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The Reagan Administration last week moved a step closer to taking action on the school-discipline issue when Gary L. Bauer, deputy undersecretary of education, presented a 35-page report on the subject to President Reagan and his Cabinet Council on Human Resources. (See Education Week, Dec. 21, 1983.)

The report is the work of an inter-agency "working group" on school discipline, established by Presidential Counselor Edwin Meese 3d several months ago and chaired by Mr. Bauer. It documents what its authors suggest is the seriousness of the discipline problem in the schools and outlines possible ways for the Administration to deal with it.

In the report, the working group calls on the Justice Department to establish a school-safety program similar to one the Administration discontinued when it came into office in 1981.

In June 1979, the department created the National School Resource Network, a project intended to help schools reduce violence and vandalism. It was created in response to the National Institute of Education's "Violent Schools, Safe Schools" study of 1977. The proposed center is seen as performing similar "clearinghouse" functions.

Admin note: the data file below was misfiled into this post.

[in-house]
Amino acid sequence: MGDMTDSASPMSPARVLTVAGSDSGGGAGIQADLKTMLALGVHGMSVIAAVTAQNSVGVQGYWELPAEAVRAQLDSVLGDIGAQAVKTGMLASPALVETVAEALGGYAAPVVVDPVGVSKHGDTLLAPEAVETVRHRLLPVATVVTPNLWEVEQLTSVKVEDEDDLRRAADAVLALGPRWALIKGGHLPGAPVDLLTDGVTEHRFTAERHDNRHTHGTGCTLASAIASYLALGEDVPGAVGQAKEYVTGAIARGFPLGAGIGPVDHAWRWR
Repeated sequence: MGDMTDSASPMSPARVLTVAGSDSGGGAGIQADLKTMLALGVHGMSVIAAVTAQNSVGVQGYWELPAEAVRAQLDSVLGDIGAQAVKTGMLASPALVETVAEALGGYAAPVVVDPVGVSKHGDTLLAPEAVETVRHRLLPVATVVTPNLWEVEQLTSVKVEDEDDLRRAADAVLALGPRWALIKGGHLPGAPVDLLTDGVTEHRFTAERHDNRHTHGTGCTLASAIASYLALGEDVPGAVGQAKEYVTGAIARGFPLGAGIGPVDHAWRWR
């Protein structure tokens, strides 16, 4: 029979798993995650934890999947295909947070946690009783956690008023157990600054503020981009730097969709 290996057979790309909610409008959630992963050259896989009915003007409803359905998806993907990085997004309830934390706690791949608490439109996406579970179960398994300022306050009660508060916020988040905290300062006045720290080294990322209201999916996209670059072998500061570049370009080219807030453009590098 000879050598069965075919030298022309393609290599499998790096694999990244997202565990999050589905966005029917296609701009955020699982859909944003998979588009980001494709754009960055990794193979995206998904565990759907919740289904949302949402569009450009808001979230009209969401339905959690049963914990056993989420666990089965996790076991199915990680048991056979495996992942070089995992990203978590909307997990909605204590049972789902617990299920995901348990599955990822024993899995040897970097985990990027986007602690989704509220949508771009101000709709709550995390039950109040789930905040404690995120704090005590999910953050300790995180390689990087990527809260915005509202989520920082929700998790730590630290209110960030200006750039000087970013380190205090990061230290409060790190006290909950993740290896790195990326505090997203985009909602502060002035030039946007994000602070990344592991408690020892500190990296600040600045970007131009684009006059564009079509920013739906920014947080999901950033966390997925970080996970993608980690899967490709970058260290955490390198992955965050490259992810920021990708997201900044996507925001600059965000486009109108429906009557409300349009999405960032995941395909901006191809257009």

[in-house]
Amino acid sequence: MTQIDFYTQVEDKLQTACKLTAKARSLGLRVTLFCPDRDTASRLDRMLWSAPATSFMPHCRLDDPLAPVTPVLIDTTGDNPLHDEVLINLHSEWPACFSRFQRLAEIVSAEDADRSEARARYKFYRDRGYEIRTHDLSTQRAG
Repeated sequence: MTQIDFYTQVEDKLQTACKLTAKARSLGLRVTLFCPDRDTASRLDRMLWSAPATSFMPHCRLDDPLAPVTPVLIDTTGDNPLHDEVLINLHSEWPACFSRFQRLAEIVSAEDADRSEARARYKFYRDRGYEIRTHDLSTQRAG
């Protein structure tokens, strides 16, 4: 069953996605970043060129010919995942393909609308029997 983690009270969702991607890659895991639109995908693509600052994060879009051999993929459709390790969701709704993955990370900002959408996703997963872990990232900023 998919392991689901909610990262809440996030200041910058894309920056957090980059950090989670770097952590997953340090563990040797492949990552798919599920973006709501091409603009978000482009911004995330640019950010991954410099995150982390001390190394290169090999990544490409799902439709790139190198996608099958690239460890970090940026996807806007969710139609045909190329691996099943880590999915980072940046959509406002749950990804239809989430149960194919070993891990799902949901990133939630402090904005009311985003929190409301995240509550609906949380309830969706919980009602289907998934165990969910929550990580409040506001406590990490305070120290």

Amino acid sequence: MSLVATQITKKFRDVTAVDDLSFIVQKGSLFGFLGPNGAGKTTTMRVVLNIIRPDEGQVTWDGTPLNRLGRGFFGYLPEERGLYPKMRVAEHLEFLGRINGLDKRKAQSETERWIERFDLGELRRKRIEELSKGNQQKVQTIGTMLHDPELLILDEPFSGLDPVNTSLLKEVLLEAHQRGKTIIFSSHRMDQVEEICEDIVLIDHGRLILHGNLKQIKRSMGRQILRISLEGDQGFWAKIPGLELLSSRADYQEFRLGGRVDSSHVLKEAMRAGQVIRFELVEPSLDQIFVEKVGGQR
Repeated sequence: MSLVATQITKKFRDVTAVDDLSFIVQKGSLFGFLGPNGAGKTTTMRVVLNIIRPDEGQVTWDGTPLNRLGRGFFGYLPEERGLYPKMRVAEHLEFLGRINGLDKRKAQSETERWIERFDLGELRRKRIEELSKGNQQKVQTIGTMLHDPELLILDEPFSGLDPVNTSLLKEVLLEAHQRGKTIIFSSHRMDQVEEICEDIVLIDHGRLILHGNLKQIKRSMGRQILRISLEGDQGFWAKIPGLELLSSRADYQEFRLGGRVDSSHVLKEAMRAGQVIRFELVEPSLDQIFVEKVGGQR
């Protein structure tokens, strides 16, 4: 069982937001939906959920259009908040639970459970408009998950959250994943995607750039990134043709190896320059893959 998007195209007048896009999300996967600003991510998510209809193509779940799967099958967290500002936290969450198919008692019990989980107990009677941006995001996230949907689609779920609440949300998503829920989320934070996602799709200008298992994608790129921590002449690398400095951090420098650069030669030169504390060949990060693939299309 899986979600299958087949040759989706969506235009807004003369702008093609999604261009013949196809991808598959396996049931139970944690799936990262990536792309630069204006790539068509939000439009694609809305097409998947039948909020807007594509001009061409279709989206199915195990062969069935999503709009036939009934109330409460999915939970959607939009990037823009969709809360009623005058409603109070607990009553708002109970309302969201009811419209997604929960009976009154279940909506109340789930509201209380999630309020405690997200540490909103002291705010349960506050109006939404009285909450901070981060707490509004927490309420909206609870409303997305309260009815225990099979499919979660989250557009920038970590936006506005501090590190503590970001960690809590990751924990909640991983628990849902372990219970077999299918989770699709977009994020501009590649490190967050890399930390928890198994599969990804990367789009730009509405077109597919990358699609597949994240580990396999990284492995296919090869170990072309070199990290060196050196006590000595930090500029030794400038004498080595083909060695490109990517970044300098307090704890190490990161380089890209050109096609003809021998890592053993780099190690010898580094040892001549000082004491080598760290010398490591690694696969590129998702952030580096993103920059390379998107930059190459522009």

Asked why the Administration discontinued the network, Mr. Bauer said it "was found not to accomplish very much." That characterization, however, contrasts sharply with those offered by school officials and discipline consultants, who praised the quality of the network's materials and technical assistance.

Mr. Bauer said that President Reagan last week received the working group's report "very enthusiastically" and added, "I think we will be hearing from the President on the issue."

Tax Credits II

The public can also expect to hear more from the President on the topic of tuition tax credits, say private-school officials who met with him at the White House last month.

During the Dec. 7 meeting, Mr. Reagan exhorted the officials not to be disheartened by the Senate's defeat of tax-credit legislation in late November. He also promised "to continue to push for such legislation," said one private-school official whose organization was represented at the meeting.

PUSHing Back?

The Education Department plans to take final action in March on audits challenging the way the Rev. Jesse L. Jackson's Operation push-excel spent more than $1.7 million in federal grants and contracts over a four-year period.

According to department spokesmen, the Democratic Presidential candidate's organization has promised to provide the government with data this month justifying the expenditures. Last August, department auditors determined that Mr. Jackson's group spent $736,972 in violation of federal regulations. The audits also indicated that the group could not provide adequate documentation to prove that an additional $1.1 million was spent properly.

--tm & tt

Vol. 03, Issue 16

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